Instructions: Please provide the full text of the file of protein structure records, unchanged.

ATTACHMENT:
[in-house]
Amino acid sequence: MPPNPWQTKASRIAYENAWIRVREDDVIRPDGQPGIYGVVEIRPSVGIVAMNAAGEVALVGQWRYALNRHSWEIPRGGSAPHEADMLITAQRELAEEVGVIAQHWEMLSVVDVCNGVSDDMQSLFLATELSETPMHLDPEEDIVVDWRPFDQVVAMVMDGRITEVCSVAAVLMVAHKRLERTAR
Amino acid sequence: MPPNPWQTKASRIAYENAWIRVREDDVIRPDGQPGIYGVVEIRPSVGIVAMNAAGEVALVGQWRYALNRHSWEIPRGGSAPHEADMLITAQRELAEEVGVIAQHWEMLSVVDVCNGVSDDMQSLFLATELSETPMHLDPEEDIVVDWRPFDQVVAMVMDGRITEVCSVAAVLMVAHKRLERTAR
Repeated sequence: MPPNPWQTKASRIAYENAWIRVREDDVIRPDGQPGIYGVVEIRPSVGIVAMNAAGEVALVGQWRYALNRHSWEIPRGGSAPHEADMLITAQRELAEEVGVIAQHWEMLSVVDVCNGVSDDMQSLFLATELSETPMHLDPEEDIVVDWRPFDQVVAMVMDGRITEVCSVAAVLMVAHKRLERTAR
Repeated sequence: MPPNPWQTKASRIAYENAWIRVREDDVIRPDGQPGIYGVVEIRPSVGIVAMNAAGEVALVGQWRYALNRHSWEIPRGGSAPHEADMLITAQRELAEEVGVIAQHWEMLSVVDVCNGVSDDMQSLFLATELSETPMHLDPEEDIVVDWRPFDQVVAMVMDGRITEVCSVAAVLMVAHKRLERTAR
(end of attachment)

[in-house]
Amino acid sequence: MPPNPWQTKASRIAYENAWIRVREDDVIRPDGQPGIYGVVEIRPSVGIVAMNAAGEVALVGQWRYALNRHSWEIPRGGSAPHEADMLITAQRELAEEVGVIAQHWEMLSVVDVCNGVSDDMQSLFLATELSETPMHLDPEEDIVVDWRPFDQVVAMVMDGRITEVCSVAAVLMVAHKRLERTAR
Amino acid sequence: MPPNPWQTKASRIAYENAWIRVREDDVIRPDGQPGIYGVVEIRPSVGIVAMNAAGEVALVGQWRYALNRHSWEIPRGGSAPHEADMLITAQRELAEEVGVIAQHWEMLSVVDVCNGVSDDMQSLFLATELSETPMHLDPEEDIVVDWRPFDQVVAMVMDGRITEVCSVAAVLMVAHKRLERTAR
Repeated sequence: MPPNPWQTKASRIAYENAWIRVREDDVIRPDGQPGIYGVVEIRPSVGIVAMNAAGEVALVGQWRYALNRHSWEIPRGGSAPHEADMLITAQRELAEEVGVIAQHWEMLSVVDVCNGVSDDMQSLFLATELSETPMHLDPEEDIVVDWRPFDQVVAMVMDGRITEVCSVAAVLMVAHKRLERTAR
Repeated sequence: MPPNPWQTKASRIAYENAWIRVREDDVIRPDGQPGIYGVVEIRPSVGIVAMNAAGEVALVGQWRYALNRHSWEIPRGGSAPHEADMLITAQRELAEEVGVIAQHWEMLSVVDVCNGVSDDMQSLFLATELSETPMHLDPEEDIVVDWRPFDQVVAMVMDGRITEVCSVAAVLMVAHKRLERTAR